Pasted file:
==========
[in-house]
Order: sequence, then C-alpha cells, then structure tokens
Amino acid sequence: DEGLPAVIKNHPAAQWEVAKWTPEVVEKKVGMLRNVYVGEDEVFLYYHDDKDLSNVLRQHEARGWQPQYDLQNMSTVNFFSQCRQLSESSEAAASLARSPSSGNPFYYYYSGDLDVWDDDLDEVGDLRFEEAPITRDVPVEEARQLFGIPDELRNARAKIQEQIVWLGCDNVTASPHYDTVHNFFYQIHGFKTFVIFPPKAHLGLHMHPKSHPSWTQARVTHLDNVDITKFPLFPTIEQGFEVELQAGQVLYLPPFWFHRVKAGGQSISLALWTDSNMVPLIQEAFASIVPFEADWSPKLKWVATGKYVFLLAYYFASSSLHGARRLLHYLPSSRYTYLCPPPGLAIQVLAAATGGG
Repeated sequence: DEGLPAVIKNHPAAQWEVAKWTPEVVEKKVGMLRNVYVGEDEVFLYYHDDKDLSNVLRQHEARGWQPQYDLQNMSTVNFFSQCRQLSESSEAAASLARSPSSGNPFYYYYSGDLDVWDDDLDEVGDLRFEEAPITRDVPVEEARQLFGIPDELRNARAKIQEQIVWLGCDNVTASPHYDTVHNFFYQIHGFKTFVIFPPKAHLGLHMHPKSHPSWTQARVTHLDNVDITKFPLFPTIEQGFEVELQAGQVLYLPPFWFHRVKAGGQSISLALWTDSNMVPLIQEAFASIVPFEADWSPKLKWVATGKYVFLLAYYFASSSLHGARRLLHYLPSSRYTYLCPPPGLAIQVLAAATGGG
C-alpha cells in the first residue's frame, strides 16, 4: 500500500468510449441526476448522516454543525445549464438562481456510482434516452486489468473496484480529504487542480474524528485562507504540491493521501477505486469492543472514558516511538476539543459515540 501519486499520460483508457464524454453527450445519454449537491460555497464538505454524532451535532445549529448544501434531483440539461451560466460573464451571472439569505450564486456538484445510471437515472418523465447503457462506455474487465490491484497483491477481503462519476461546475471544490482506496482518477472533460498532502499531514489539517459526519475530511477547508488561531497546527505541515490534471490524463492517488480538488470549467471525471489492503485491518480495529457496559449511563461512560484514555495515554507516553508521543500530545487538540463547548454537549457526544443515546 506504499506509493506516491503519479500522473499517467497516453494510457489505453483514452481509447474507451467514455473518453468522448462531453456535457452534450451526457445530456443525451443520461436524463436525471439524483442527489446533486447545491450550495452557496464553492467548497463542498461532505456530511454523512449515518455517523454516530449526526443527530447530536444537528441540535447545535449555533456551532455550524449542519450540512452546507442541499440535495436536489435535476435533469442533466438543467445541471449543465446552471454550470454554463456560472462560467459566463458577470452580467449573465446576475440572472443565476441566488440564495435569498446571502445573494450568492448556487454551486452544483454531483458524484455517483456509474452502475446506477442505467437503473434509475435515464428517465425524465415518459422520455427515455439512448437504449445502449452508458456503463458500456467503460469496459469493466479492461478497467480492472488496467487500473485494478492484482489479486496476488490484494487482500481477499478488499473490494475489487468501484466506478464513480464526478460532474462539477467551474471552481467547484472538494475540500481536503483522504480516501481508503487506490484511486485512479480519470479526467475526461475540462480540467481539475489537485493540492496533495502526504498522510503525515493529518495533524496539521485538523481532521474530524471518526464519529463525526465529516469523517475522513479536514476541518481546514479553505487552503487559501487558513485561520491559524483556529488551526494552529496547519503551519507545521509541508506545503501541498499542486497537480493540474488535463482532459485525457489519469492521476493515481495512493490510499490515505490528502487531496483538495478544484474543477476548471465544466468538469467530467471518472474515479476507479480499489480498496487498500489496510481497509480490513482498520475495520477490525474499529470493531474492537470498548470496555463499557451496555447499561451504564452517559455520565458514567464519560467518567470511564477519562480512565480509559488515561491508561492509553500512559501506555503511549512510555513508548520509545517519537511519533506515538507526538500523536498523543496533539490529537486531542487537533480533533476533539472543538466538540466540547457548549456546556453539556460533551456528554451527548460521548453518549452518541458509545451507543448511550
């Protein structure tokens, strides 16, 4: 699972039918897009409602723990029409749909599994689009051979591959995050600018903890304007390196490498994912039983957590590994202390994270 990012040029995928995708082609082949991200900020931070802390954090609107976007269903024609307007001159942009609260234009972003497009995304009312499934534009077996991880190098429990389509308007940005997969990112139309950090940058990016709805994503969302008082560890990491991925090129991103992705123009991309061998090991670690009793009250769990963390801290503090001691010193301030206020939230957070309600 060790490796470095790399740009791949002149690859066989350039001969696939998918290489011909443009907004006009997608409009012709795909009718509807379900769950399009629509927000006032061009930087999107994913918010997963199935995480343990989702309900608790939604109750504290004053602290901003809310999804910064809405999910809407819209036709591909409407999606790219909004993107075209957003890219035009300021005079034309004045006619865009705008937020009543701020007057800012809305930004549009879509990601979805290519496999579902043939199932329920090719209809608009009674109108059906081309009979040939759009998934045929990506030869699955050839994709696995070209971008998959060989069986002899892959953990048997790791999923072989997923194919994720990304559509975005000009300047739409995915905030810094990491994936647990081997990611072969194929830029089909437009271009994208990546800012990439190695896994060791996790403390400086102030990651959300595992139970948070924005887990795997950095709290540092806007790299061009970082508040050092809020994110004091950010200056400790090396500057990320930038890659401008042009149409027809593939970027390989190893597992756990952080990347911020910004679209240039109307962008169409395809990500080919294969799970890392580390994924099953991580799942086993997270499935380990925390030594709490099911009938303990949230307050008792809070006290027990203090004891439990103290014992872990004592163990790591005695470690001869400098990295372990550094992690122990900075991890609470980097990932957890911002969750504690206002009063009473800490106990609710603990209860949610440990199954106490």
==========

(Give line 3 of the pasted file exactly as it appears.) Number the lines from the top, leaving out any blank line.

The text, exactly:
Amino acid sequence: DEGLPAVIKNHPAAQWEVAKWTPEVVEKKVGMLRNVYVGEDEVFLYYHDDKDLSNVLRQHEARGWQPQYDLQNMSTVNFFSQCRQLSESSEAAASLARSPSSGNPFYYYYSGDLDVWDDDLDEVGDLRFEEAPITRDVPVEEARQLFGIPDELRNARAKIQEQIVWLGCDNVTASPHYDTVHNFFYQIHGFKTFVIFPPKAHLGLHMHPKSHPSWTQARVTHLDNVDITKFPLFPTIEQGFEVELQAGQVLYLPPFWFHRVKAGGQSISLALWTDSNMVPLIQEAFASIVPFEADWSPKLKWVATGKYVFLLAYYFASSSLHGARRLLHYLPSSRYTYLCPPPGLAIQVLAAATGGG